The full report can be downloaded at

Read the SeaChoice seafood labelling report.

Learn more about labelling and traceability.


Posted by... Sarah Foster on Mar 10, 2017

Canadians want better labelling for their seafood

((Please note that the recent job posting for a mechanical engineer, using the SeaChoice name and logo, IS NOT REAL. It is a scam, set-up to get personal information and money from applicants. If you have applied, and are concerned about how it might affect you – please get in touch with the Canadian Anti-Fraud Centre.))

Thank you so much to everyone for lending their voice to demand better seafood labelling and traceability in Canada!

Canadians clearly want the power to choose seafood that is good for the oceans and the people that depend on them. We are thrilled to have exceeded our goal of 10,000 signatures!

While we wait to see if our recommendations are accepted into Canadian regulations, don’t forget to ask these questions when you buy seafood with insufficient labelling:

  • What species is this?
  • Is it wild or farmed?
  • Where is it from?
  • How was it caught or farmed?

Then check the to see if it’s a sustainable choice!

Click here for more information about traceability and labelling.

Posted by... Sarah Foster on Jan 31, 2017

Are you eating seafood in the dark?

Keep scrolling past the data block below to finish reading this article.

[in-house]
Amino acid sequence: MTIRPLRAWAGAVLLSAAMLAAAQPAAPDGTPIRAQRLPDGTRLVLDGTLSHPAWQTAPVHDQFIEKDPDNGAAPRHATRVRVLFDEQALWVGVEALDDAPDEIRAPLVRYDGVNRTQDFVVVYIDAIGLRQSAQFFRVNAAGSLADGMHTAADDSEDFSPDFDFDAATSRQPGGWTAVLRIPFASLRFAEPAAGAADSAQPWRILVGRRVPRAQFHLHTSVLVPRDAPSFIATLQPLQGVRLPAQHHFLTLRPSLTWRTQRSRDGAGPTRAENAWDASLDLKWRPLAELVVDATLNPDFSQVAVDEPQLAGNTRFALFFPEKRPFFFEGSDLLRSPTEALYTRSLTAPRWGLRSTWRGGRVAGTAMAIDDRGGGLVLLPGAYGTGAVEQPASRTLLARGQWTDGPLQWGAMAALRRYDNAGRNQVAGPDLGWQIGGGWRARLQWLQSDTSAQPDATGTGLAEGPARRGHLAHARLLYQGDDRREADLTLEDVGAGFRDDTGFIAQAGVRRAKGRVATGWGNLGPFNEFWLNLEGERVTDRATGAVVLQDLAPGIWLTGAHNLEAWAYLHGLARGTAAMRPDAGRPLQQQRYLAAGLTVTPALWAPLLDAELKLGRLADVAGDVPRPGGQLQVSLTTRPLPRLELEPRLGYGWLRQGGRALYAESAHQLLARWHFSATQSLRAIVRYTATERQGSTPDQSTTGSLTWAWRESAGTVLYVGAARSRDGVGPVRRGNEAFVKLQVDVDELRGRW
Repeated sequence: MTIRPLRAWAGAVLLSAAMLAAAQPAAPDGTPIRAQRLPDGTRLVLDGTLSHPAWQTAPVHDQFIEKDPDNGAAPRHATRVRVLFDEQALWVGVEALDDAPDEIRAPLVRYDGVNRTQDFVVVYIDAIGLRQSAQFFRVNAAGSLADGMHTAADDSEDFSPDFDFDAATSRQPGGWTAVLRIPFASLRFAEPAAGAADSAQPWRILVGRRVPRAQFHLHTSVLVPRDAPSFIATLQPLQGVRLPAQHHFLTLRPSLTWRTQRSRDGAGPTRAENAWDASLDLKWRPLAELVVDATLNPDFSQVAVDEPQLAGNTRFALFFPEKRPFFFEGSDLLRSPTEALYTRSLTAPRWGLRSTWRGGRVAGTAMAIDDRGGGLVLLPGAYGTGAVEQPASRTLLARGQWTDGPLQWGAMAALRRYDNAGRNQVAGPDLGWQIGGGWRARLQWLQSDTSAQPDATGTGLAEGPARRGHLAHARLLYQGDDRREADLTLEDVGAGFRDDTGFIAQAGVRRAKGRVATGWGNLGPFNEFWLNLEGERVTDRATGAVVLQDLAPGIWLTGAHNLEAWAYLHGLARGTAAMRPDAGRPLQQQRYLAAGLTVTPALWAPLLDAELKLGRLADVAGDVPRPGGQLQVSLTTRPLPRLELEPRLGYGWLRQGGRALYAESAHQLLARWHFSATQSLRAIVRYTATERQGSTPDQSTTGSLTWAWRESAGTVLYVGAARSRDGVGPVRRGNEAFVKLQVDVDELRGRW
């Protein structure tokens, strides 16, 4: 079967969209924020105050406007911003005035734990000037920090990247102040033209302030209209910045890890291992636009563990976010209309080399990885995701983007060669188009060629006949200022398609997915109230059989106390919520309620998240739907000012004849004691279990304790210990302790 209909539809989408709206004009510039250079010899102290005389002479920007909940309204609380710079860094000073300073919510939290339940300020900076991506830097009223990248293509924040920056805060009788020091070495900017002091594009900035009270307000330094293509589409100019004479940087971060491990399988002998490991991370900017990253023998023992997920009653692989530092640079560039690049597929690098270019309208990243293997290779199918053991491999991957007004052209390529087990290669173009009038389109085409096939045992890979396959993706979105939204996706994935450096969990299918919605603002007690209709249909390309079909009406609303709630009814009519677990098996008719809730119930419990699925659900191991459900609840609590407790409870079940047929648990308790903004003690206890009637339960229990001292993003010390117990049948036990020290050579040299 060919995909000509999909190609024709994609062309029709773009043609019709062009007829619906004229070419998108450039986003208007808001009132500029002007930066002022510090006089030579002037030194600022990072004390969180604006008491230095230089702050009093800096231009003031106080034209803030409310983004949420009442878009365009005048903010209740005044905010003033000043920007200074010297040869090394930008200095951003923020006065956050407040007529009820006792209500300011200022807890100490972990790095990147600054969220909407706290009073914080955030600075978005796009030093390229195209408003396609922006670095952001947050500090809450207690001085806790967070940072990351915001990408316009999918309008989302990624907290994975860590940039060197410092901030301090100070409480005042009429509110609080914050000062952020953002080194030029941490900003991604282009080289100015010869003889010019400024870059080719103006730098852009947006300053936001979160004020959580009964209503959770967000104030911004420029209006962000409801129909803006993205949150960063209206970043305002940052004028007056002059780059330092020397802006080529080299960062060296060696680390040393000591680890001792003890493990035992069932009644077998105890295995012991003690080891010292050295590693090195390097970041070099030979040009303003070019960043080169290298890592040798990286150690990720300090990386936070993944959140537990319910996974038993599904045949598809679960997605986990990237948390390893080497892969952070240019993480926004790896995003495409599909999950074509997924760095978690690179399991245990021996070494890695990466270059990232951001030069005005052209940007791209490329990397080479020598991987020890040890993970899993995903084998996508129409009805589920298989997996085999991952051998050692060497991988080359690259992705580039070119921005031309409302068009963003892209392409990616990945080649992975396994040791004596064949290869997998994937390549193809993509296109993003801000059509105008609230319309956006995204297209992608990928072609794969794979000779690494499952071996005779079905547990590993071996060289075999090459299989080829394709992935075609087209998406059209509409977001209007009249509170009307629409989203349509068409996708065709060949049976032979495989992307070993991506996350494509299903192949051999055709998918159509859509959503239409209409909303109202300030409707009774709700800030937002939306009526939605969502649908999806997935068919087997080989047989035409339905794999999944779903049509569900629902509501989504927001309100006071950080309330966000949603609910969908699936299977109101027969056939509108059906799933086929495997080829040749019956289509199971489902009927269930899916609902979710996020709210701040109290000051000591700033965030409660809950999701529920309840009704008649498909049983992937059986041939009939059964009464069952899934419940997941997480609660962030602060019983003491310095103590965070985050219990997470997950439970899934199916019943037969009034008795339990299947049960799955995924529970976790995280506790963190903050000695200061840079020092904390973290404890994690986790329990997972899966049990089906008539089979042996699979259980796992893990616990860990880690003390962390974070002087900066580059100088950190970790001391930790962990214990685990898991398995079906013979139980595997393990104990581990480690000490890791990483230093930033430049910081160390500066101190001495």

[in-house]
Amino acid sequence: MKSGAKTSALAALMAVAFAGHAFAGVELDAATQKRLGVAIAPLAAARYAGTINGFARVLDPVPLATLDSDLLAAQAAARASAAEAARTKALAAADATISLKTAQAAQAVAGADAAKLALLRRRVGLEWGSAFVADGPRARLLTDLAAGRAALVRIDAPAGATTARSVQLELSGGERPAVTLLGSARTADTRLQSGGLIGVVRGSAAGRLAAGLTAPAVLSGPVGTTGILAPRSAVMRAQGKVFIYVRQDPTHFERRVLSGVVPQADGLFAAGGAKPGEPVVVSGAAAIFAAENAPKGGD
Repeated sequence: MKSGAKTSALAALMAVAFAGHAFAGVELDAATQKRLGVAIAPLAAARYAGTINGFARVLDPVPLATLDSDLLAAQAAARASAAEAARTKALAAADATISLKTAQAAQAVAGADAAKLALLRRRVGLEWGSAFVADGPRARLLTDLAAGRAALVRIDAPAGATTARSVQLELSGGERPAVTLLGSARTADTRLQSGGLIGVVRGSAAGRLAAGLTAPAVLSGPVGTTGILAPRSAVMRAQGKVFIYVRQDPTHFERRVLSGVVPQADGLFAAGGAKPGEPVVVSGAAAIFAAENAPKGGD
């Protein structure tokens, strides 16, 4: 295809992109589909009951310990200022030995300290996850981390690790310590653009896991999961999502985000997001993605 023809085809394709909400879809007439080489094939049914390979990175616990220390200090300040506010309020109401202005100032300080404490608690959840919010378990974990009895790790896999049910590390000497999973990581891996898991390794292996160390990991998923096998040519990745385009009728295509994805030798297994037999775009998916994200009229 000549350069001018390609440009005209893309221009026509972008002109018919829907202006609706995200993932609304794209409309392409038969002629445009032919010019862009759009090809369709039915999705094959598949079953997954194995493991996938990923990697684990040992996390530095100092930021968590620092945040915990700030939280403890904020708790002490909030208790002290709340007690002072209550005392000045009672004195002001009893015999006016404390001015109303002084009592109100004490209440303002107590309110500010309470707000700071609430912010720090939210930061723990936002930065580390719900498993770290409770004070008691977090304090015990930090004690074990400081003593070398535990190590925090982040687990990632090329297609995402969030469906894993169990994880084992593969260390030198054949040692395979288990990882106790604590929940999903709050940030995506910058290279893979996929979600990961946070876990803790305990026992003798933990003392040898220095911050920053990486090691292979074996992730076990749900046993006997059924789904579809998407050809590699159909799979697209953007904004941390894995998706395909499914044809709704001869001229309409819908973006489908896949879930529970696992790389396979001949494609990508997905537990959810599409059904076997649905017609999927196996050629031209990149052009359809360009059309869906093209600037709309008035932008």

((Please note that the recent job posting for a mechanical engineer, using the SeaChoice name and logo, IS NOT REAL. It is a scam, set-up to get personal information and money from applicants. If you have applied, and are concerned about how it might affect you – please get in touch with the Canadian Anti-Fraud Centre.))

You may not be eating the seafood you think you are. And as a result you may be contributing to environmental degradation in the marine environment, modern slavery or even eating seafood that’s not as healthy as you think it is. This is why SeaChoice launched a petition – asking the federal government to improve labelling for seafood in Canada.

Canadians want to know what seafood they are eating and whether it comes from environmentally and socially sustainable sources — or if it doesn’t. But Canadian consumers are currently “in the dark”. How can we know when the information available on seafood packaging only requires a “common” name?